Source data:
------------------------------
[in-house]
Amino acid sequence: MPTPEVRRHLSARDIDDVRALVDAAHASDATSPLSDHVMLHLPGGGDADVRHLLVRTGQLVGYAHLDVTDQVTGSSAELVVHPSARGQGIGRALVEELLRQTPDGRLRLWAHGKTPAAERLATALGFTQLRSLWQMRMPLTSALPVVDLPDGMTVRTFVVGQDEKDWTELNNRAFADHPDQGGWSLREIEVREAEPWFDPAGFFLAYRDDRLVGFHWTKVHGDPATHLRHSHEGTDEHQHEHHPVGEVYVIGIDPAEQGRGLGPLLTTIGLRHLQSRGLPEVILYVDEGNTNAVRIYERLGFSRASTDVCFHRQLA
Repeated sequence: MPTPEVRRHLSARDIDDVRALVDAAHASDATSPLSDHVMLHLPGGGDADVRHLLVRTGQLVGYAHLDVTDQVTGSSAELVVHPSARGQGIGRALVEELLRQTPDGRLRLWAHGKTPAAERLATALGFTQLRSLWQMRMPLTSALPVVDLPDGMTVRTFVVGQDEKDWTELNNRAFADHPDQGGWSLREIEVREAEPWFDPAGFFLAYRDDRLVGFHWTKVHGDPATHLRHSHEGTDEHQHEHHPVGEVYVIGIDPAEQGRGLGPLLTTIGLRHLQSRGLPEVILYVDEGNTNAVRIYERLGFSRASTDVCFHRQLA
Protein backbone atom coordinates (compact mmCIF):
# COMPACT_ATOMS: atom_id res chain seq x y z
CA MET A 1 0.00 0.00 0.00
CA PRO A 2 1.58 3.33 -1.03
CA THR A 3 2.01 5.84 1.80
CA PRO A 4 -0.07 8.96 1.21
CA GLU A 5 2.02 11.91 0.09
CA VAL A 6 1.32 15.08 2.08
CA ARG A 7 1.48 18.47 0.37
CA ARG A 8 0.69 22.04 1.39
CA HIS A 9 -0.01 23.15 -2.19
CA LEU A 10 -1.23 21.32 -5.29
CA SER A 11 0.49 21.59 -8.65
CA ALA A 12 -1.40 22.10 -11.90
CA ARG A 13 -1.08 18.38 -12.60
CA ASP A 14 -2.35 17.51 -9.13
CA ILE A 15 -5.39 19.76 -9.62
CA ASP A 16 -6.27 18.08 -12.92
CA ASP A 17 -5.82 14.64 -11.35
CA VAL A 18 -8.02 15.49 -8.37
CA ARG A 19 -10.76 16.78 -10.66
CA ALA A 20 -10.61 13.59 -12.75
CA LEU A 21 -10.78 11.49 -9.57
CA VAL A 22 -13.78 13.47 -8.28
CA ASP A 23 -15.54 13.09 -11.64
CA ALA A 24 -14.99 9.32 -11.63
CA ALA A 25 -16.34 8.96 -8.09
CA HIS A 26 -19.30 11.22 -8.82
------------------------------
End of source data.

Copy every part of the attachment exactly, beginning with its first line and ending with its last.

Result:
[in-house]
Amino acid sequence: MPTPEVRRHLSARDIDDVRALVDAAHASDATSPLSDHVMLHLPGGGDADVRHLLVRTGQLVGYAHLDVTDQVTGSSAELVVHPSARGQGIGRALVEELLRQTPDGRLRLWAHGKTPAAERLATALGFTQLRSLWQMRMPLTSALPVVDLPDGMTVRTFVVGQDEKDWTELNNRAFADHPDQGGWSLREIEVREAEPWFDPAGFFLAYRDDRLVGFHWTKVHGDPATHLRHSHEGTDEHQHEHHPVGEVYVIGIDPAEQGRGLGPLLTTIGLRHLQSRGLPEVILYVDEGNTNAVRIYERLGFSRASTDVCFHRQLA
Repeated sequence: MPTPEVRRHLSARDIDDVRALVDAAHASDATSPLSDHVMLHLPGGGDADVRHLLVRTGQLVGYAHLDVTDQVTGSSAELVVHPSARGQGIGRALVEELLRQTPDGRLRLWAHGKTPAAERLATALGFTQLRSLWQMRMPLTSALPVVDLPDGMTVRTFVVGQDEKDWTELNNRAFADHPDQGGWSLREIEVREAEPWFDPAGFFLAYRDDRLVGFHWTKVHGDPATHLRHSHEGTDEHQHEHHPVGEVYVIGIDPAEQGRGLGPLLTTIGLRHLQSRGLPEVILYVDEGNTNAVRIYERLGFSRASTDVCFHRQLA
Protein backbone atom coordinates (compact mmCIF):
# COMPACT_ATOMS: atom_id res chain seq x y z
CA MET A 1 0.00 0.00 0.00
CA PRO A 2 1.58 3.33 -1.03
CA THR A 3 2.01 5.84 1.80
CA PRO A 4 -0.07 8.96 1.21
CA GLU A 5 2.02 11.91 0.09
CA VAL A 6 1.32 15.08 2.08
CA ARG A 7 1.48 18.47 0.37
CA ARG A 8 0.69 22.04 1.39
CA HIS A 9 -0.01 23.15 -2.19
CA LEU A 10 -1.23 21.32 -5.29
CA SER A 11 0.49 21.59 -8.65
CA ALA A 12 -1.40 22.10 -11.90
CA ARG A 13 -1.08 18.38 -12.60
CA ASP A 14 -2.35 17.51 -9.13
CA ILE A 15 -5.39 19.76 -9.62
CA ASP A 16 -6.27 18.08 -12.92
CA ASP A 17 -5.82 14.64 -11.35
CA VAL A 18 -8.02 15.49 -8.37
CA ARG A 19 -10.76 16.78 -10.66
CA ALA A 20 -10.61 13.59 -12.75
CA LEU A 21 -10.78 11.49 -9.57
CA VAL A 22 -13.78 13.47 -8.28
CA ASP A 23 -15.54 13.09 -11.64
CA ALA A 24 -14.99 9.32 -11.63
CA ALA A 25 -16.34 8.96 -8.09
CA HIS A 26 -19.30 11.22 -8.82